May 31, 2013

DCCC Places Ads on College Campuses as Republicans Let Student Loan Rates Skyrocket

The Democratic Congressional Campaign Committee today is launching paid advertising in six college newspapers to alert students that their member of Congress is poised to allow their student loan rates to double by the end of June. The average college graduate already leaves school with $26,000 in student loan debt.

Instead of solving the problem of skyrocketing rates, House Republicans voted last week for the “Students Pay More Act,” putting a bigger burden on the backs of indebted college graduates. As the Associated Press has reported, under the House Republicans’ plan, “student loan rates could steadily climb and cost students more over the long haul.” 

The ads will run in print and online over the coming weeks in the following newspapers, which are publishing summer editions:

  • University of Minnesota (Congressman John Kline, MN-02)
  • California State San Bernardino (Congressman Gary Miller, CA-31)
  • Clark College (Congresswoman Jaime Herrera Beutler, WA-03)
  • Florida State University (Congressman Steve Southerland, FL-02)
  • University of Illinois, Champaign-Urbana (Congressman Rodney Davis, IL-13)
  • University of Nevada, Las Vegas (Congressman Joe Heck, NV-03)

“This should be a wakeup call for every student in America – House Republicans are on a path to double your interest rates,” said Emily Bittner of the Democratic Congressional Campaign Committee. “College students absolutely need to know that their representatives are about to make school more expensive, even while they’re subsidizing Big Oil companies to the tune of billions of dollars a year. For the umpteenth time, House Republicans are ignoring the needs of middle class families and standing with corporate special interests – and we urge all these students to sign our petition to keep loan rates low.”

BACKGROUND

The Average College Graduate Has $26,600 in Student Loan Debt; Total National Student Loan Debt Exceeds $1.1 Trillion. According to the Washington Post: “A recent report from the Consumer Financial Protection Bureau estimates that there 38 million student loan borrowers in the United States and the total debt load has passed $1.1 trillion. The Project on Student Debt has estimated that 66 percent of graduating college seniors in 2011 had some student loan debt, with an average balance of $26,600.” [Washington Post, 5/20/13]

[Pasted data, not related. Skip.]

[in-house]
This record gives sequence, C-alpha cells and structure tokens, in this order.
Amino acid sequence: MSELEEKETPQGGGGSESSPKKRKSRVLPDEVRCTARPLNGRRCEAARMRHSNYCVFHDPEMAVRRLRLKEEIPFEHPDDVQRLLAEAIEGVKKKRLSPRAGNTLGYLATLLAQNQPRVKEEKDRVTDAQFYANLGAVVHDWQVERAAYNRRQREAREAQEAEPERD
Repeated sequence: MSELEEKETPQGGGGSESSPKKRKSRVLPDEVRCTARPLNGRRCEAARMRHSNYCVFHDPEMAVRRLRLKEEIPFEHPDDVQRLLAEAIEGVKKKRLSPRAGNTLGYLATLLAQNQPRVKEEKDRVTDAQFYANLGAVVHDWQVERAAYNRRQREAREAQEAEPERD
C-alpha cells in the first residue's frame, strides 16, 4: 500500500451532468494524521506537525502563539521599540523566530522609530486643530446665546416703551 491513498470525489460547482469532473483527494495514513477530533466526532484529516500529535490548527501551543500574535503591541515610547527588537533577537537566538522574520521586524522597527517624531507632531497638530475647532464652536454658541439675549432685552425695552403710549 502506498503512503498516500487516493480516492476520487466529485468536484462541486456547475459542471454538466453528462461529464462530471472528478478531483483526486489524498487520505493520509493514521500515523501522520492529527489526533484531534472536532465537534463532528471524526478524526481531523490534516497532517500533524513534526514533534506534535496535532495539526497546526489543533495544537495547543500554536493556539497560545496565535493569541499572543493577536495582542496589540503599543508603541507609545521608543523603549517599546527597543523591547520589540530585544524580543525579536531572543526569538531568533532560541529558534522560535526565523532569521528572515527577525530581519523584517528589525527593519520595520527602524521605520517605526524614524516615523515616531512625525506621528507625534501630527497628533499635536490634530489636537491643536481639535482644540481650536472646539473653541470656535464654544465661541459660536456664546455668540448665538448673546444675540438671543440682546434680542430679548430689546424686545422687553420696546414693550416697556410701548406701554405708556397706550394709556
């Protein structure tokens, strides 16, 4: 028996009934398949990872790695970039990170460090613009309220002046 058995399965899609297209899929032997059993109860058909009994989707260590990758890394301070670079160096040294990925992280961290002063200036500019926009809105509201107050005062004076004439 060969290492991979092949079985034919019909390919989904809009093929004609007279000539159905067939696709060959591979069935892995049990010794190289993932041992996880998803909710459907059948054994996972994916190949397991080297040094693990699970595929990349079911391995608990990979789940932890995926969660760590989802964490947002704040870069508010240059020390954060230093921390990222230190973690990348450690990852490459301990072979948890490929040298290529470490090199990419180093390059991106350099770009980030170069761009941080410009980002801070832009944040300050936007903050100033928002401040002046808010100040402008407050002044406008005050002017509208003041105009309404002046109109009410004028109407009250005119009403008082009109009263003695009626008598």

CBO: Federal Government Turns $51 Billion Profit on Student Loans. According to the Huffington Post: “The Obama administration is forecast to turn a record $51 billion profit this year from student loan borrowers, a sum greater than the earnings of the nation's most profitable companies and roughly equal to the combined net income of the four largest U.S. banks by assets. Figures made public Tuesday by the Congressional Budget Office show that the nonpartisan agency increased its 2013 fiscal year profit forecast for the Department of Education by 43 percent to $50.6 billion from its February estimate of $35.5 billion.” [Huffington Post, 5/14/13]

AP: House Republican Plan Would Raise Student Loan Interest Rates Up to 8.5 Percent. According to the Associated Press: “Under the GOP proposal, student loans would be reset every year and based on 10-year Treasury notes, plus an added percentage. For instance, students who receive subsidized or unsubsidized Stafford student loans would pay the Treasury rate, plus 2.5 percentage points. Using Congressional Budget Office projections, that would translate to a 5 percent interest rate on Stafford loans in 2014, but the rate would climb to 7.7 percent for loans in 2023. Stafford loan rates would be capped at 8.5 percent, while loans for parents and graduate students would have a 10.5 percent ceiling under the GOP proposal.” [Associated Press, 5/16/13]

  • Headline: Republicans move forward with student loan plan that could mean higher rates later [Associated Press, 5/16/13]

Under the “Students Pay More Act,” Graduates Would Pay Almost $5,000 More in Student Loan Interest. The Associated Press reported: “In real dollars, the GOP plan would cost students and families heavily, according to the nonpartisan Congressional Research Service. The office used the CBO projections for Treasury notes’ interest rates each year. Students who max out their subsidized Stafford loans over four years would pay $8,331 in interest payments under the Republican bill, and $3,450 if rates were kept at 3.4 percent. If rates were allowed to double in July, that amount would be $7,284 over the typical 10-year window to repay the maximum $19,000.” If the Republican plan were implemented, college graduates would pay $4,881 more in interest, compared to the current rate. [Associated Press, 5/16/13]


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